Alexander Wilson

Alexander Wilson was swimming in the Atlantic Ocean, filming a group of sperm whales, when he noticed something odd: a strange-looking dolphin was interacting with the whales.

“Immediately it struck us as strange, but it appeared that the sperm whales were being rather friendly with the dolphin,” he says. “The first time we saw this mixed-species group, we thought it might just be a transient encounter – the dolphin happened to be swimming by. When we saw this a second time, we realized we might be witnessing something important.” Ultimately, they saw the dolphin with the sperm whales several times over an eight-day period.

The sighting was unusual enough that Wilson wrote a “note” about the encounter for the journal Aquatic Mammals, and the story quickly caught the attention of the public. “It was kind of the perfect storm of cuteness,” he says. “People love whales and dolphins, but the two together even more so. We thought there might be some coverage but ended up with far more than we expected. For a little while, everybody was talking about it, including National Geographic and the Discovery Channel.”

Wilson’s video of one sighting is linked at the bottom of this page. In it, you can see the interaction among the whales and the dolphin, which has an abnormally curved spine. “Cetaceans (whales) will touch each other with their flukes, or rub their tails against each other’s bodies, and sperm whales often roll around over each other to show affection,” Wilson says. “Dolphins do this as well as more poking or nuzzling. We saw lots of rubbing and rolling and touching each other. The dolphin was being friendly, and that friendliness was reciprocated.”

At the time of this discovery, Wilson was working with colleagues from the Leibniz Institute of Freshwater Ecology and Inland Fisheries based in Berlin, Germany. They were on an exploratory trip to see how feasible it was to collect information about sperm whale behaviour by, yes, hanging out in the water watching them.

Wilson’s interest in marine life started when he was growing up in Toronto. “We went fishing a lot when I was a kid, and I was always interested in what might come out when I threw my hook in the water.” That curiosity stuck, and he studied marine and freshwater biology, earning undergraduate and master’s degrees in zoology at U of G and a PhD at Carleton University. He’s an Alexander von Humboldt Postdoctoral Research Fellow at Leibniz.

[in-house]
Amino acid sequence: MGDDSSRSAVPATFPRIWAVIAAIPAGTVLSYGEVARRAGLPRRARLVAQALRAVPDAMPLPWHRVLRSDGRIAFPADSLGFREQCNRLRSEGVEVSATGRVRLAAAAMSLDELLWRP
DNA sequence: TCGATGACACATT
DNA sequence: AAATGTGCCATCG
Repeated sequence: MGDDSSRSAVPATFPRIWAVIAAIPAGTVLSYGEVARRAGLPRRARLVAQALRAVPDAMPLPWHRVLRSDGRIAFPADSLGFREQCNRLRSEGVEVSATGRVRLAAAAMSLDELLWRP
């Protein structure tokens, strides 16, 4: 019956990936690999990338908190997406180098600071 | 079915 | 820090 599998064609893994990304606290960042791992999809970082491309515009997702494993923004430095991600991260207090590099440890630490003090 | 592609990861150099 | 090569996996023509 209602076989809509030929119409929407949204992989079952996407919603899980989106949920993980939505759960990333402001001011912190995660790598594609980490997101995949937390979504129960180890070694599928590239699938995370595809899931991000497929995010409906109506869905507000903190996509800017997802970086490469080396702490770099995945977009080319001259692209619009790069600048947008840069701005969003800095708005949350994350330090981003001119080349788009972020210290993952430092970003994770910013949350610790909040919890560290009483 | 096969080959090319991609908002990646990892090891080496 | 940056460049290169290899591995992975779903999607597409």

His research focuses on animal personality and social networks, and he’s studied guppies, frogs and sailfish as well as sperm whales. “To observe the whales, we would take a small Zodiac boat out about 15 to 20 kilometres from the shore and look for surfacing whales. Sperm whales have a very distinctive plume – the misty vapour that spouts up when the whales surface. Once we saw that, we’d jump in the water with our cameras.”

Wilson and his colleagues had a special permit to be in the water near the whales – it’s usually not allowed – but did not chase or harass the animals in any way.

“They could swim past or away from us if they wanted. They are as big as boxcars and sometimes they would swim towards us and flip upside down so they could get a better look at us. That’s a bit unnerving but also very exciting.”

Their research goals were accomplished: Wilson and his colleagues were able to determine what kind of more in-depth observations would be possible. The encounter with the dolphin was an amazing bonus.

“Originally, we had no idea how long this mixed-species group had been together; we were only there for 10 days. After the story came out, though, we talked to some other naturalists in the area, and people told us they had seen that dolphin with the sperm whales for a couple of years. We still need to confirm this. Interactions over the course of a week were very significant, but this made it potentially even more interesting.”

Dolphins do have a history of forming groups with other species, Wilson says, and recalls a report of humpbacked whales playing with dolphins near Hawaii. He speculates that a possible reason for the dolphin to want to stay with the whales is that sperm whales are very messy eaters. To feed, they dive into deep water – often more than 800 metres down – and come up with bits of squid on them. One theory is that the dolphin, which may have been less successful at hunting because of his deformity, ate some of these extra bits of squid. “We never saw the dolphin feeding, so we don’t know,” says Wilson.

“Lots of people have seen whales on whale-watching trips,” he adds, “but it’s like an iceberg: 90 per cent of what happens with whales happens below the water. When we can get into the water with them, we learn so much more. We didn’t know sperm whales were capable of this kind of interaction with other species. Now we know.”

Watch his video.